What to Consider Before Making a Large Financial Gift
The Tax Cuts and Jobs Act, enacted December of 2017 significantly increased the exemptions for lifetime gift and estate taxes. Currently, the federal exemption is $11.7 million per individual or $23.4 million for married couples. That exemption is set to expire at the end of 2025.
However, with a new administration and Congress, there is always the possibility that those exemptions could be changed even sooner. With so much irregularity surrounding the tax code (and estate taxes in particular), what are some of the estate planning issues you need to consider to reduce your federal taxable estate?
- Your ability to afford the gift: Just because you can reduce your federal estate value and reduce your tax burden with a large gift does not mean it’s the proper move. You need to consider the long-term financial outlook. Will you continue to have enough assets to maintain your lifestyle? Carefully consider how much you can afford to give without having any sort of negative impact on your own financial goals.
- Structure of gifting: There are several ways you can structure cash gifts. You can make the gift outright, which is the most straightforward way of gifting. However, there are some drawbacks to this, including demotivating your heirs to manage their assets responsibly, or potentially opening yourself up to financial risk. You can also use trusts, which provide more protection over the assets to be distributed and allow you to distribute in installments or stages while also setting certain conditions on those distributions.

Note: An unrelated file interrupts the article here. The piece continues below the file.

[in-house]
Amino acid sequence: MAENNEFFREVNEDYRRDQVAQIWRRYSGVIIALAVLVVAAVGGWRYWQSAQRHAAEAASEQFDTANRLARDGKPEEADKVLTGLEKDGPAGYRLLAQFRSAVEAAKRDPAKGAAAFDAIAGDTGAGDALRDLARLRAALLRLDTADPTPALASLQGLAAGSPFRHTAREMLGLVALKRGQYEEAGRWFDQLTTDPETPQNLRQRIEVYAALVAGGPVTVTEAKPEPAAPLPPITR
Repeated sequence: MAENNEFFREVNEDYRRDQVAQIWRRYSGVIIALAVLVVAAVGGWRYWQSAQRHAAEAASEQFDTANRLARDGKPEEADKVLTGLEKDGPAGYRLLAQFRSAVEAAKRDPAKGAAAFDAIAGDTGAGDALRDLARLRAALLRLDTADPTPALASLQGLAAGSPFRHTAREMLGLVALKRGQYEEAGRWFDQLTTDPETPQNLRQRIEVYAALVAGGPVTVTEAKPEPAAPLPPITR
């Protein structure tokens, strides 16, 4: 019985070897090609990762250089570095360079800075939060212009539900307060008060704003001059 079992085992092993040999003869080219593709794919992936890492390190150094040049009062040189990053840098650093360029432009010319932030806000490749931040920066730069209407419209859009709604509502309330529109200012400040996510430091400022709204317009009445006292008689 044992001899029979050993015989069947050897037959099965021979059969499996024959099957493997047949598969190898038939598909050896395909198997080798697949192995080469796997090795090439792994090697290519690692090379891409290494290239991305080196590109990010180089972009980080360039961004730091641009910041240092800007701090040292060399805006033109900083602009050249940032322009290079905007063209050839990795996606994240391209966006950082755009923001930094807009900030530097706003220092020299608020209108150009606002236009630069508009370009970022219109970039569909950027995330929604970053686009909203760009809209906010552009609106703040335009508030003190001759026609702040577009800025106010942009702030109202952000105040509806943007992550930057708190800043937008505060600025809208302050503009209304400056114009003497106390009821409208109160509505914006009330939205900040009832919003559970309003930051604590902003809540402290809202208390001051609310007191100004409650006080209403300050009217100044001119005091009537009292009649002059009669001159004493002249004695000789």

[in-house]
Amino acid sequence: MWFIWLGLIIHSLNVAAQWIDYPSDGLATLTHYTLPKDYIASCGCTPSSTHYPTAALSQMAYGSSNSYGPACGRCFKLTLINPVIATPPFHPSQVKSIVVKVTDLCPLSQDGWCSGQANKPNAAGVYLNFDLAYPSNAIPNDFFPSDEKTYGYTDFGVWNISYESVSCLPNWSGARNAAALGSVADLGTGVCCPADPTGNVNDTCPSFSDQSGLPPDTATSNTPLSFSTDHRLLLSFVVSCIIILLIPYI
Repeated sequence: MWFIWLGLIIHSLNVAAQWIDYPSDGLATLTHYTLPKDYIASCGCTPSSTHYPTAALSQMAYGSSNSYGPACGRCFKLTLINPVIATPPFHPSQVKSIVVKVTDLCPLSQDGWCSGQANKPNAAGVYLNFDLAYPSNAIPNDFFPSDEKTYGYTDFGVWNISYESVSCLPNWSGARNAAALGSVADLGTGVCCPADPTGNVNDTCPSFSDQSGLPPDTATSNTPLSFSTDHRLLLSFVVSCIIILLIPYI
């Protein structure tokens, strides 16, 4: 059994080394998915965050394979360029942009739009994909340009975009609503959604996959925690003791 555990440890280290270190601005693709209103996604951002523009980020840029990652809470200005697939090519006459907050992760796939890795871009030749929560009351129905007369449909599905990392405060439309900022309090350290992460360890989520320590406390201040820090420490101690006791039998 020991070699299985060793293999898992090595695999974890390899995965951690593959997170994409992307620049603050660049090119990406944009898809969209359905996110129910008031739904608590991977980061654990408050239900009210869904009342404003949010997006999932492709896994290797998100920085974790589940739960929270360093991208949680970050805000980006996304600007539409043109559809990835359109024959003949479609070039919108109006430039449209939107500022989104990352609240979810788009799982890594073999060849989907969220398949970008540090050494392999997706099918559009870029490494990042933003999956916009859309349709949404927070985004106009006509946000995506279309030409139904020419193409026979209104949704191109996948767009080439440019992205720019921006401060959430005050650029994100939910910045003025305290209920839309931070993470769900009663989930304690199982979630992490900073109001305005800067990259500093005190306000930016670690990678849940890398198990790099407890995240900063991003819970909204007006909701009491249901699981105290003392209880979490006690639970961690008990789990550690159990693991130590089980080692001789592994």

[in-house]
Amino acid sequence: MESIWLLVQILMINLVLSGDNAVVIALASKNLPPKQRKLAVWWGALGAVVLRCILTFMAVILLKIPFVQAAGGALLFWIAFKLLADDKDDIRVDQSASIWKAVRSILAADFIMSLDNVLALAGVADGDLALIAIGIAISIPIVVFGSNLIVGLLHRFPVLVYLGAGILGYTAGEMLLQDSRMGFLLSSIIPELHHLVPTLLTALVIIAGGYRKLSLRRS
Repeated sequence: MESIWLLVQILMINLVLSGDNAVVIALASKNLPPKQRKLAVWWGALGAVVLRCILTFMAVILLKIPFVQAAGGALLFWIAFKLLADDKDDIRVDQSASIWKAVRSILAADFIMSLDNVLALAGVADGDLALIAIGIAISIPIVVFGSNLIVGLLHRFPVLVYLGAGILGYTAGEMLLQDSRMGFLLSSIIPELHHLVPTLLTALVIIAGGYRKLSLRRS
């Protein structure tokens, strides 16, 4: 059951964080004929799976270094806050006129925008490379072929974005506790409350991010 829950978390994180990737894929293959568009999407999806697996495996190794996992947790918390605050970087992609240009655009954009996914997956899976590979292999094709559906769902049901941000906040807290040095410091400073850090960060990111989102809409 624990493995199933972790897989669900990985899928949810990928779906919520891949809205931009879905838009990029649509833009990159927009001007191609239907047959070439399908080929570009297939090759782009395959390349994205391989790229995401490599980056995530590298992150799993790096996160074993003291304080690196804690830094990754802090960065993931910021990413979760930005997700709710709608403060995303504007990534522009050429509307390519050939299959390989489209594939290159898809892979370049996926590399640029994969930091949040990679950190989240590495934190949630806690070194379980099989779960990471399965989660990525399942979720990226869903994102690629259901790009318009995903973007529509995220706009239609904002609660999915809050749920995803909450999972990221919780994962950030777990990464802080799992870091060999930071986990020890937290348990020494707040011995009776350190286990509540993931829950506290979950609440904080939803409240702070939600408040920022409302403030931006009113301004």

- Timing: When you should make a gift is often just as important as how much you should gift. Choosing to gift while you’re alive not only helps you reduce estate value, but also allows you to enjoy the impact of your gits. Gifting after death gives more time to prepare your loved ones for the responsibility of their inheritance.
These are just a few issues to consider when making large financial gifts to friends and family, Contact an experienced Florida estate planning attorney at BaumannKangas Estate Law for more information.